05:38 John S: Wow, that’s a really interesting perspective that you have, and it’s a lot different from mine. I was in the mold of that stupid Big Book. It was like, I was in this group for such a long time, where it was Big Book, Big Book, Big Book, Big Book, pound in your brain. And I just wrote a piece I published last weekend that when I read it, it makes me sad at how I really contorted myself to conform to what everybody wanted me to do and say. And when I first looked at that book, it made absolutely no sense to me, but I didn’t know that I could do what you did, that there was another way of just kind of reading it straight. So anyway, so the first time that we were going through the steps on this podcast, we were actually reading from the 12 and 12 and interpreting it, like we were reading another language or something. You know?
06:34 Angela B: Right.
06:35 John S: And it’s like why even bother with that? And so we’re doing a step meeting here in Kansas City and at first I thought, “Okay, it might be nice for these new people who’ve never been to an AA meeting to at least know what the big book is and what’s in it, but now I’m even beginning to question that, to be honest with you, because it is so frustrating for them to read some of that stuff. I don’t know if I want to torment them any further with it when why is it even necessary? I don’t know. So. So I kind of like that you had that experience, you went straight to an alternative version.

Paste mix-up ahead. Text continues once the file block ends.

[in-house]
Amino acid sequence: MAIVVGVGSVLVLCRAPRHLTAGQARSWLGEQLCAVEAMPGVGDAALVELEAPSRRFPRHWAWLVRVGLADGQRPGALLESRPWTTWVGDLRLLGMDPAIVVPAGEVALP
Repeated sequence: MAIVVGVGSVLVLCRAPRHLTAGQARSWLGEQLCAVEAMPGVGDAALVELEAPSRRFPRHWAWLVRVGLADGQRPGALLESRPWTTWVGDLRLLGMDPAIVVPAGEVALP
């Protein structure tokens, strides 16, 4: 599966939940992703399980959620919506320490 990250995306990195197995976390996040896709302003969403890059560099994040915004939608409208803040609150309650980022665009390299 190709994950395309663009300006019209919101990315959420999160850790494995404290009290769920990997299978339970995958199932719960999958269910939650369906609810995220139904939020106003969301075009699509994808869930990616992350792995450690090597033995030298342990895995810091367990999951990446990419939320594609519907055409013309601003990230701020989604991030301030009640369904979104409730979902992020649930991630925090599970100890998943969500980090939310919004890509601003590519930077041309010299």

07:09 Angela B: Right. Yeah, no, my first sponsor didn’t even have me get a big book. I did on my… I did on my own, just because again there weren’t any secular meetings and I really, really needed that kind of support because when I came in, I had just left… Well, one of the things that I had convinced a counselor was that I was a social drinker not like my parents who were alcoholics because I drink out in public. And so, I still needed to be around people and so that was important for my recovery. So, I was going to two meetings at least a day, probably for the first couple of years. So, I was bought into the more meetings recovery type of idea, but I still disagreed with a lot of what was being said. So yeah, so my sponsor didn’t have me read the book, I read the book, just so that I could communicate with other people in AA. And again, early on, I was kind of using the same thing that I did when I left my faith was that, then I used the Bible to beat other Christians over the head with. And so, some of my reading the big book was not just to get something for me, it was to argue with other people who tried to tell me that I couldn’t get sober without God.